Impedance audiometric measurements in clinically normal dogs

Lynette K. Cole Department of Veterinary Clinical Sciences, College of Veterinary Medicine, The Ohio State University, Columbus, OH 43210.

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Michael Podell Department of Veterinary Clinical Sciences, College of Veterinary Medicine, The Ohio State University, Columbus, OH 43210.

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Kenneth W. Kwochka Department of Veterinary Clinical Sciences, College of Veterinary Medicine, The Ohio State University, Columbus, OH 43210.

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Abstract

Objective—To measure impedance audiometric values in clinically normal dogs that were sedated or anesthetized, evaluate effects of ear flushing on tympanometric measurements, and determine effects of performing acoustic reflex testing in a sound-attenuated room.

Animals—35 mixed-breed and purebred clientowned dogs and 21 laboratory-bred Beagles.

Procedures—Tympanometry and acoustic reflex testing were performed on 27 mixed-breed and purebred dogs under isoflurane anesthesia in a non–sound-attenuated room and 21 Beagles under sedation in a sound-attenuated room. Tympanometry was performed on 8 mixed-breed dogs under halothane anesthesia before and after ear canal flushing.

Results—Among impedance audiometric values, ear canal volume and compliance peak were smaller in Beagles than in mixed-breed dogs; differences among other values were not detected. Ear canal volume was dependent on body weight. Differences were not found for tympanometric values measured before and after ear canal flushing.

Conclusions and Clinical Relevance—Results of this study established reference range values for impedance audiometric measurements in clinically normal dogs under isoflurane anesthesia or sedation. Acoustic reflex testing does not need to be performed in a sound-attenuated room. The ear canals of clinically normal dogs can be flushed prior to performing tympanometry without altering the results. Impedance audiometry may be a useful noninvasive procedure for the diagnosis of otitis media in dogs. (Am J Vet Res 2000;61:442–445)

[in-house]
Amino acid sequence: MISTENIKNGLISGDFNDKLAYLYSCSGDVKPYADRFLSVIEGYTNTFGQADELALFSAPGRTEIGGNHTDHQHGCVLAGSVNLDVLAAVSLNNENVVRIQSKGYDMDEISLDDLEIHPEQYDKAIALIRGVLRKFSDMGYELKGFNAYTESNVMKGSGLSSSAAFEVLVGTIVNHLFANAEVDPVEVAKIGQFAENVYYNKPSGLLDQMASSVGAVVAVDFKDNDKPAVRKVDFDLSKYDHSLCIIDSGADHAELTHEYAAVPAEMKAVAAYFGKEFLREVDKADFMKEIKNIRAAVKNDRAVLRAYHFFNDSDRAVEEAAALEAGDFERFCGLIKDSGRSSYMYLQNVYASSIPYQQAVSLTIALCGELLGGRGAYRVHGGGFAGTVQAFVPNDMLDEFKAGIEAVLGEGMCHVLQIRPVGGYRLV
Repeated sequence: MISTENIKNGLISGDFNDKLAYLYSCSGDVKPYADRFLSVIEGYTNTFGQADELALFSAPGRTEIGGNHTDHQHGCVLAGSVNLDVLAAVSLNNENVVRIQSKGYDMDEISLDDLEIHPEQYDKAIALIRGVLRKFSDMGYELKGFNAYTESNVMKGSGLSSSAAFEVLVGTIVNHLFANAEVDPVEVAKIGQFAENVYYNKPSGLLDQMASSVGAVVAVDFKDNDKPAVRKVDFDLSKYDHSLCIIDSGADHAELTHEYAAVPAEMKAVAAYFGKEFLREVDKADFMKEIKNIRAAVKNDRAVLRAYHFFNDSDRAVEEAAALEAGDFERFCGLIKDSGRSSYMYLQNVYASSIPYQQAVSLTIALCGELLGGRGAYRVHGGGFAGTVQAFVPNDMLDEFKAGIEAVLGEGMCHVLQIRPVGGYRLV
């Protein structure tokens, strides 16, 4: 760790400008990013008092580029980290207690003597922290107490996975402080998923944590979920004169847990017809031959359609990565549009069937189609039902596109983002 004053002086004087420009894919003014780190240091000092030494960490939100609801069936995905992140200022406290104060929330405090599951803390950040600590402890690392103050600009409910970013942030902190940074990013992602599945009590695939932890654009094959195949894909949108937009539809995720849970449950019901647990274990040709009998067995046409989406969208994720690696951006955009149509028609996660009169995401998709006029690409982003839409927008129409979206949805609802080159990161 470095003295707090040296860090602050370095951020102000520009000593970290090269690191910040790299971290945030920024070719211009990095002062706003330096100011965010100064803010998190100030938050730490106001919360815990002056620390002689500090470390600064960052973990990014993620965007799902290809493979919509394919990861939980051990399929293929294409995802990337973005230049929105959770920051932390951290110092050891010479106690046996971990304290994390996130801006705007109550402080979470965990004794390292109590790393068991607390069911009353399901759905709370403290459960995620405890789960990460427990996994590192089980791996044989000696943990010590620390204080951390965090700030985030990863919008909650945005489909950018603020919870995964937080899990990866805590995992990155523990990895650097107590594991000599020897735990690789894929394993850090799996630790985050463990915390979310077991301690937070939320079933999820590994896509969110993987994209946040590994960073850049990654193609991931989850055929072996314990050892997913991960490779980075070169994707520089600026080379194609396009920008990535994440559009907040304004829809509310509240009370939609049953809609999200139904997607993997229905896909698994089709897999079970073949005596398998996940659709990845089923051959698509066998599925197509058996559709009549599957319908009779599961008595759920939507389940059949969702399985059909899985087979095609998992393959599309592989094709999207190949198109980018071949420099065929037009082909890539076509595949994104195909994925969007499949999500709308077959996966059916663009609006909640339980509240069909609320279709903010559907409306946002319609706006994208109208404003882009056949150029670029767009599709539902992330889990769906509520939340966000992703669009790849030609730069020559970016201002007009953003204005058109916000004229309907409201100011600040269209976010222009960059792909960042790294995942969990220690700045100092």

Abstract

Objective—To measure impedance audiometric values in clinically normal dogs that were sedated or anesthetized, evaluate effects of ear flushing on tympanometric measurements, and determine effects of performing acoustic reflex testing in a sound-attenuated room.

Animals—35 mixed-breed and purebred clientowned dogs and 21 laboratory-bred Beagles.

Procedures—Tympanometry and acoustic reflex testing were performed on 27 mixed-breed and purebred dogs under isoflurane anesthesia in a non–sound-attenuated room and 21 Beagles under sedation in a sound-attenuated room. Tympanometry was performed on 8 mixed-breed dogs under halothane anesthesia before and after ear canal flushing.

Results—Among impedance audiometric values, ear canal volume and compliance peak were smaller in Beagles than in mixed-breed dogs; differences among other values were not detected. Ear canal volume was dependent on body weight. Differences were not found for tympanometric values measured before and after ear canal flushing.

Conclusions and Clinical Relevance—Results of this study established reference range values for impedance audiometric measurements in clinically normal dogs under isoflurane anesthesia or sedation. Acoustic reflex testing does not need to be performed in a sound-attenuated room. The ear canals of clinically normal dogs can be flushed prior to performing tympanometry without altering the results. Impedance audiometry may be a useful noninvasive procedure for the diagnosis of otitis media in dogs. (Am J Vet Res 2000;61:442–445)

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